- The Washington Times - Monday, January 20, 2003

GENEVA, Switzerland, Jan. 20 (UPI) — The U.N. Human Rights Commission Monday elected Libya's ambassador, Najat al Hajjaji, its new chairwoman, inflicting a setback for the United States which had strongly opposed the North African nation.

"The United States is deeply disappointed that the members of the United Nations Commission on Human Rights have elected Libya, a known human rights abuser and a country under U.N. sanctions," said U.S. ambassador Kevin Moley in a statement following the vote.

Libya has been accused by the United States of involvement in the bombing of Pan Am Flight 103 over Lockerbie, Scotland, in 1988, and has been allegedly linked to other terrorist acts.

In an unusual procedure for selecting the head of the commission, an election by secret ballot was held at the demand of the United States. Selection is usually made by acclamation of commission members.

The office goes by rotation to each of the world region's as recognized by the United Nations. This year it was the African region's turn, and its nominee, al Hajjaji, was elected by 33 votes in favor, three opposed, and 17 abstentions.

Envoy's from African, Arab and Islamic nations, which backed Libya, lauded the result.

South African Ambassador Sipho George Nene said it was regrettable the United States had opted for an extreme method to demonstrate its non-endorsement of the group's candidate. Libya, he added, had been chosen at the highest political level by the African Union.

Mohamed Dembri, Algeria's ambassador, told United Press International: "From my point of view, it's a good solution because we have to respect the rules of procedure. Presidency is by regional rotation."

It was the first time since the establishment of the commission under American leadership in 1947, that secret balloting was used in voting.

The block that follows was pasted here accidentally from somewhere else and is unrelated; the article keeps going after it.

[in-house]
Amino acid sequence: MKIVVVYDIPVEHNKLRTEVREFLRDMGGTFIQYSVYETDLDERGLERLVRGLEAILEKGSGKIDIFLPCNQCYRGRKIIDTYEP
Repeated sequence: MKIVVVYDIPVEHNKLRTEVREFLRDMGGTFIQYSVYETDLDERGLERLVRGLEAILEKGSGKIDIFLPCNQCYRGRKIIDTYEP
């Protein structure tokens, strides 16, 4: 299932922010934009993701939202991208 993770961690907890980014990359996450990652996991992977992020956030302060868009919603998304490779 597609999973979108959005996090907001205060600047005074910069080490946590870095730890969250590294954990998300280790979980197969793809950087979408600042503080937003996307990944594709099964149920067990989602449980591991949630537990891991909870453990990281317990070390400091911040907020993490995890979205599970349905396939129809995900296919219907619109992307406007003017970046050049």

This year the United States returned to the commission after being humiliatingly voted off it in 2001.

After the vote, Moley told reporters the United States knew, by the composition of the commission, it did not have the votes to prevail. Nevertheless, he stressed, it was important someone stood up and made sure there was a vote.

It was not a defeat for the United States; it was a defeat for the Human Rights Commission, Moley claimed.

"The selection as chairperson of a country, which has ordered the downing of passenger airlines and the bombing of a discotheque in Europe marks a low in the cynical manipulation of U.N. bodies by parties who preach human rights to others but refrain from practicing them at home," said Israel's ambassador, Yaakov Levy.

Similarly, Joanna Weschler, Human Rights Watch U.N. representative said: "Libya's election poses a real test for the commission. Repressive governments must not be allowed to hijack the U.N. human rights system."

Some, however, took the middle road. "There has been damage, but the damage has been controlled," an Asian ambassador, who declined to be identified, told UPI.





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